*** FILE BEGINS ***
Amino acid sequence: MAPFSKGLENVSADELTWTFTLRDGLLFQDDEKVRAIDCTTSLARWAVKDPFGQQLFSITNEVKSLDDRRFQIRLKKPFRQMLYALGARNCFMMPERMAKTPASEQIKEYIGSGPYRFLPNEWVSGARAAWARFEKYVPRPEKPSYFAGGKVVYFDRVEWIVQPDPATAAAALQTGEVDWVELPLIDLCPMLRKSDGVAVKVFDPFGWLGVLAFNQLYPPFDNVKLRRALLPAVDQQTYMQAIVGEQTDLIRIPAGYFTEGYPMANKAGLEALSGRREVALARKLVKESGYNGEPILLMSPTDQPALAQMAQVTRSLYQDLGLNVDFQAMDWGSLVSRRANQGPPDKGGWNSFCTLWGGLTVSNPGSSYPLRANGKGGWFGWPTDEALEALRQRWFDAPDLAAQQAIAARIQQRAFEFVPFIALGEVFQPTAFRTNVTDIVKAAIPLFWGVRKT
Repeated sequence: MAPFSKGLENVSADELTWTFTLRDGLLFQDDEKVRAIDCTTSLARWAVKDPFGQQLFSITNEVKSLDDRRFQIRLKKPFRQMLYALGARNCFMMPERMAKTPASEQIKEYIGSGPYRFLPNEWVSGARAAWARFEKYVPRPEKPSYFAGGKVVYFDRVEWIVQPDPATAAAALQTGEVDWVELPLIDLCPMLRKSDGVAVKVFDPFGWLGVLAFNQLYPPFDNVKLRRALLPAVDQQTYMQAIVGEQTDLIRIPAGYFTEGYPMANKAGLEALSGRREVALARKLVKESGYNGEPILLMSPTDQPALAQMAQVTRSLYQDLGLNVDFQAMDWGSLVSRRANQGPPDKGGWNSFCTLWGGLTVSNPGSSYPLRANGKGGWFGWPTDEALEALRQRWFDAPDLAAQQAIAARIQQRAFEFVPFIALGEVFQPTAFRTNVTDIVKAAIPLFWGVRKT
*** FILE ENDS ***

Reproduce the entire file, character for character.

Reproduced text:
Amino acid sequence: MAPFSKGLENVSADELTWTFTLRDGLLFQDDEKVRAIDCTTSLARWAVKDPFGQQLFSITNEVKSLDDRRFQIRLKKPFRQMLYALGARNCFMMPERMAKTPASEQIKEYIGSGPYRFLPNEWVSGARAAWARFEKYVPRPEKPSYFAGGKVVYFDRVEWIVQPDPATAAAALQTGEVDWVELPLIDLCPMLRKSDGVAVKVFDPFGWLGVLAFNQLYPPFDNVKLRRALLPAVDQQTYMQAIVGEQTDLIRIPAGYFTEGYPMANKAGLEALSGRREVALARKLVKESGYNGEPILLMSPTDQPALAQMAQVTRSLYQDLGLNVDFQAMDWGSLVSRRANQGPPDKGGWNSFCTLWGGLTVSNPGSSYPLRANGKGGWFGWPTDEALEALRQRWFDAPDLAAQQAIAARIQQRAFEFVPFIALGEVFQPTAFRTNVTDIVKAAIPLFWGVRKT
Repeated sequence: MAPFSKGLENVSADELTWTFTLRDGLLFQDDEKVRAIDCTTSLARWAVKDPFGQQLFSITNEVKSLDDRRFQIRLKKPFRQMLYALGARNCFMMPERMAKTPASEQIKEYIGSGPYRFLPNEWVSGARAAWARFEKYVPRPEKPSYFAGGKVVYFDRVEWIVQPDPATAAAALQTGEVDWVELPLIDLCPMLRKSDGVAVKVFDPFGWLGVLAFNQLYPPFDNVKLRRALLPAVDQQTYMQAIVGEQTDLIRIPAGYFTEGYPMANKAGLEALSGRREVALARKLVKESGYNGEPILLMSPTDQPALAQMAQVTRSLYQDLGLNVDFQAMDWGSLVSRRANQGPPDKGGWNSFCTLWGGLTVSNPGSSYPLRANGKGGWFGWPTDEALEALRQRWFDAPDLAAQQAIAARIQQRAFEFVPFIALGEVFQPTAFRTNVTDIVKAAIPLFWGVRKT